> >So that in one conception there are "Ilkorin" elves that use the
> >"Runes of Beleriand" of AR, in another there are Sindar who use the
> >Certhas Daeron as described in LR? I think this, in essence, summarizes
> >the view I so bluntly ascribed to you.
> **No, some *manuscripts* were written in Ilkorin in a cirth hand, others are
> later copies made by Noldorin elves in 3rd Age Sindarin and written with the
> tengwar. Tolkien is "translating" manuscripts and hence viewpoints of many
> different people.
But what cirth did these "Ilkori" use? The "Runes of Beleriand"
described in AR, or the Cirth of LR (note that the word "cirth" is never
used in AR)? Appendix E does describe the usage during the First Age --
not in detail, but enough to make it clear there's a discrepancy with
the description in AR.
> >I agree there is no single perfect conception of Arda -- after all,
> >Tolkien's sources were written during a period of several thousand years
> >-- but I believe the later discoveries of the Author to be usually more
> >accurate than the earlier, thereby superceding them. Sometimes there is
> >indeed a choice between two late contradictory sources, but never
> >between one late source and one early. And there's my view in a
> **I think you should look more carefully at this. In the latest sources
> Tolkien rejected the entire cosmology of the Silmarillion including the
> making of the Sun and Moon from the fruit and flower of the Two Trees. Do
> you really want to reject all that? I certainly would not. Just to be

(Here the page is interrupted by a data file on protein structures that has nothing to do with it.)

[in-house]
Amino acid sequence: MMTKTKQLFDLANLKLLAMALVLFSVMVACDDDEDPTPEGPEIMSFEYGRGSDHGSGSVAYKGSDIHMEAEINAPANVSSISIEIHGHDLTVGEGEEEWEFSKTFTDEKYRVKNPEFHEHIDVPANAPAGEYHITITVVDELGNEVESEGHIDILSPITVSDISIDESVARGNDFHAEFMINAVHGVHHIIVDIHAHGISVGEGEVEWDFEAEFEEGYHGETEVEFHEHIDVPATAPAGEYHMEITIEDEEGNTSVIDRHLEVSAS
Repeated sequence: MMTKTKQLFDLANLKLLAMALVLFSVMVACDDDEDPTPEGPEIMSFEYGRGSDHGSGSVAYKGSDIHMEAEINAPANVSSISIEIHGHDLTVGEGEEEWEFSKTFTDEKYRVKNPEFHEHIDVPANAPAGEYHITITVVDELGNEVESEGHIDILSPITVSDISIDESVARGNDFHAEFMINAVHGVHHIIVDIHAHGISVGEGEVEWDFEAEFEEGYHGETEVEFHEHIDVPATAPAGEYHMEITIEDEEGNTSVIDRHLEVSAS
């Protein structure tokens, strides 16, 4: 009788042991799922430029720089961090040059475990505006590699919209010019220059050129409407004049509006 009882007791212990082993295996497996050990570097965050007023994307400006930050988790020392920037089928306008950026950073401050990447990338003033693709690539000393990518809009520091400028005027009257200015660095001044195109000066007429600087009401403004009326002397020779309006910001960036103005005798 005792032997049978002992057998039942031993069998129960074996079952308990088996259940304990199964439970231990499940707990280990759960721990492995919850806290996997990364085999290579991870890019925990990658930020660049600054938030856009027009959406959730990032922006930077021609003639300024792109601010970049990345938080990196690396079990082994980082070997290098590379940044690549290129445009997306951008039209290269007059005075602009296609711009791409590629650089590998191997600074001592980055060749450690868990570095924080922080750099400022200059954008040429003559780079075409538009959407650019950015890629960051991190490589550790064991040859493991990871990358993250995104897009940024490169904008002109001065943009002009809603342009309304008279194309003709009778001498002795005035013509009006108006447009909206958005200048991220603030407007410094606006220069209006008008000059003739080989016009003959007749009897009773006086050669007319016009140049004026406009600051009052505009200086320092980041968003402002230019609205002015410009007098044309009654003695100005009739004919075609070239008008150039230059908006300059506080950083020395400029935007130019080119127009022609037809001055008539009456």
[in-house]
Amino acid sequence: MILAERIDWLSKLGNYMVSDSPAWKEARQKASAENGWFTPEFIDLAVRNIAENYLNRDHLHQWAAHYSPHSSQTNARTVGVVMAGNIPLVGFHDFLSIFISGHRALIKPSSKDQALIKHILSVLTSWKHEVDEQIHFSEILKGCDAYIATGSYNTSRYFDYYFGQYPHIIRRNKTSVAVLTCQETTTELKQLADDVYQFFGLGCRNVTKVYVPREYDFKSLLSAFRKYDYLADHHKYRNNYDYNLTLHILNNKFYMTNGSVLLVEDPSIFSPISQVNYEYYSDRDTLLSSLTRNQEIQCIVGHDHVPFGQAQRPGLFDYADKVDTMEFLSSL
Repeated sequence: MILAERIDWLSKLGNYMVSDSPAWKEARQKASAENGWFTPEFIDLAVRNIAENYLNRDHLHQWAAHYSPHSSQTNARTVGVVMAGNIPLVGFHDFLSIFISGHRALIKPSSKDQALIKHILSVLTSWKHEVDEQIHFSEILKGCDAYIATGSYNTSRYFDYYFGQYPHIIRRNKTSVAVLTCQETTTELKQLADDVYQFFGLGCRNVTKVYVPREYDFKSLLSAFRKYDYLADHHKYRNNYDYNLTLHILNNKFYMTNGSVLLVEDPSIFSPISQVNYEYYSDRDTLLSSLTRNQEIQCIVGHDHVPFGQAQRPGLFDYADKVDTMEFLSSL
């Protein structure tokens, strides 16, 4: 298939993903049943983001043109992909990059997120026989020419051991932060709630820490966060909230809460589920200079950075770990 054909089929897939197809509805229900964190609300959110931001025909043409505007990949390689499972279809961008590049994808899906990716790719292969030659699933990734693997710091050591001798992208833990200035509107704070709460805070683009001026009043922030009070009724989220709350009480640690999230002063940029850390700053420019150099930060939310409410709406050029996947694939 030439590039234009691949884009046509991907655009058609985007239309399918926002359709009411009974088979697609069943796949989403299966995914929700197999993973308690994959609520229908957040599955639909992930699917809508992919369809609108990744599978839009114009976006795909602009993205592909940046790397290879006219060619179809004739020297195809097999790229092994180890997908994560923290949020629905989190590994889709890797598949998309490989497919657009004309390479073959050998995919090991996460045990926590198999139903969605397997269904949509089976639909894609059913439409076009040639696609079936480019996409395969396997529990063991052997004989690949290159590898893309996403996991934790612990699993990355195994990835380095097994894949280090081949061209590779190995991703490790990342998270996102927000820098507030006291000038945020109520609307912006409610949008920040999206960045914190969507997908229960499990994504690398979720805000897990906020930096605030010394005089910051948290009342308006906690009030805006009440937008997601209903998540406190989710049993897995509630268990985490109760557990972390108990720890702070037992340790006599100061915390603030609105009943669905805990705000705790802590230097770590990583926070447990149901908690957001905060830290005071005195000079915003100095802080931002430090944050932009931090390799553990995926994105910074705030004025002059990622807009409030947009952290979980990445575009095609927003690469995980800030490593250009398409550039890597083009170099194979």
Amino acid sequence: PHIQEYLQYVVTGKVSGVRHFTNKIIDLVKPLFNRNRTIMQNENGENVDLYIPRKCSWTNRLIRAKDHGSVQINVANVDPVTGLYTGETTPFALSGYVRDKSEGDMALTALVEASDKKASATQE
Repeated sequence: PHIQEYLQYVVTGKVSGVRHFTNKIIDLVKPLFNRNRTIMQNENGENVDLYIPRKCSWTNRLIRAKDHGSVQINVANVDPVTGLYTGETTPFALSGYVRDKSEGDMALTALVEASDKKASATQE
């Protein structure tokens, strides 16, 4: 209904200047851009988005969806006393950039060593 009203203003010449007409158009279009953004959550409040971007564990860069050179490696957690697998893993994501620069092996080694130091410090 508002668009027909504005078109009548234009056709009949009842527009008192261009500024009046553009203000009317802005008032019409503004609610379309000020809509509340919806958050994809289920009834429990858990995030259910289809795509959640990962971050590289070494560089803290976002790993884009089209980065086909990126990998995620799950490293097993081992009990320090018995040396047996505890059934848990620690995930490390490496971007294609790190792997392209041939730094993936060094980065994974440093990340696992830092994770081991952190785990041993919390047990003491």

> clear, I'm not objecting to it if you do, but I certainly would not.
I would like to take my view out of the nutshell and elaborate a little
on it. When I study the texts, I (try to) take the *whole* corpus into
consideration, and determine the *credibility* of each manuscript. Where
many sources agree on certain facts, they are probably true. On top on
this I implant my own assumption that Tolkien's later findings are in
general more accurate than the ones he did earlier in his life.
Now, it's clear Tolkien's latest discoveries about the early history of
Arda describe a very different cosmology than the earlier ones. We could
assume these latest texts are also the most accurate, but on the other
hand they contradict most every earlier statement about the nature of
the World, and do not provide very much to fill the gaps. Therefore, I
choose to believe rather the earlier texts.
A parallel case is that of Amrod, Feanor's youngest son. According to a
late source (HMe 12, "The Shibboleth of Feanor"), Amrod was forgotten
onboard the Swan-ships at Drengist and burned with them. Yet in earlier
texts, Amrod has been alive and well until late First Age. On the other
hand, his and his twin brother's personal contributions during the War
of the Jewels appear to have been insignificant, which itself might seem
remarkable with a Son of Feanor. Amrod's anonymosity during the First
Age thus makes me believe he maybe did die at the Ship-burning after
> **No, you've made me laugh--always a welcome and healthy experience!
Be it that I may give you the pleasure again! :)